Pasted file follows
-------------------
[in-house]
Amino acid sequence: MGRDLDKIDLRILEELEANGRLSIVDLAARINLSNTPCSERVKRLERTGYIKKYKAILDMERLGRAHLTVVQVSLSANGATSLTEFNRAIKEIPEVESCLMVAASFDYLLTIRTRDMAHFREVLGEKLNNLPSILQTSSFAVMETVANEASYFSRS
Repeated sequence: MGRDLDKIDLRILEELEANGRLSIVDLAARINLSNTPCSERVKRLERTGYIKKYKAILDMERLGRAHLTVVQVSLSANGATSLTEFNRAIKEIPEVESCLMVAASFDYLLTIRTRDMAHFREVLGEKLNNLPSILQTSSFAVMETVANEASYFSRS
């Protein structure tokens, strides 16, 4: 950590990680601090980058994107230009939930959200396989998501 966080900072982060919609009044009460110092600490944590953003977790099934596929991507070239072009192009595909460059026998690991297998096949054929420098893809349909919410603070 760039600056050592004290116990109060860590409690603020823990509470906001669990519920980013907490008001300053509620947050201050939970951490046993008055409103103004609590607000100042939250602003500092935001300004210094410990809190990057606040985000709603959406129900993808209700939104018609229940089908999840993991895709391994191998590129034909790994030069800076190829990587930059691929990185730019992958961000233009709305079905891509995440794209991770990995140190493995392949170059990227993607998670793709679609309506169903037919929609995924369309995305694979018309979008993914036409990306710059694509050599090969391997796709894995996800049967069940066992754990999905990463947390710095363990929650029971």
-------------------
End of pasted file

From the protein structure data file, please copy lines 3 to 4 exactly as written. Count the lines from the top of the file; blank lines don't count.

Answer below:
Repeated sequence: MGRDLDKIDLRILEELEANGRLSIVDLAARINLSNTPCSERVKRLERTGYIKKYKAILDMERLGRAHLTVVQVSLSANGATSLTEFNRAIKEIPEVESCLMVAASFDYLLTIRTRDMAHFREVLGEKLNNLPSILQTSSFAVMETVANEASYFSRS
């Protein structure tokens, strides 16, 4: 950590990680601090980058994107230009939930959200396989998501 966080900072982060919609009044009460110092600490944590953003977790099934596929991507070239072009192009595909460059026998690991297998096949054929420098893809349909919410603070 760039600056050592004290116990109060860590409690603020823990509470906001669990519920980013907490008001300053509620947050201050939970951490046993008055409103103004609590607000100042939250602003500092935001300004210094410990809190990057606040985000709603959406129900993808209700939104018609229940089908999840993991895709391994191998590129034909790994030069800076190829990587930059691929990185730019992958961000233009709305079905891509995440794209991770990995140190493995392949170059990227993607998670793709679609309506169903037919929609995924369309995305694979018309979008993914036409990306710059694509050599090969391997796709894995996800049967069940066992754990999905990463947390710095363990929650029971």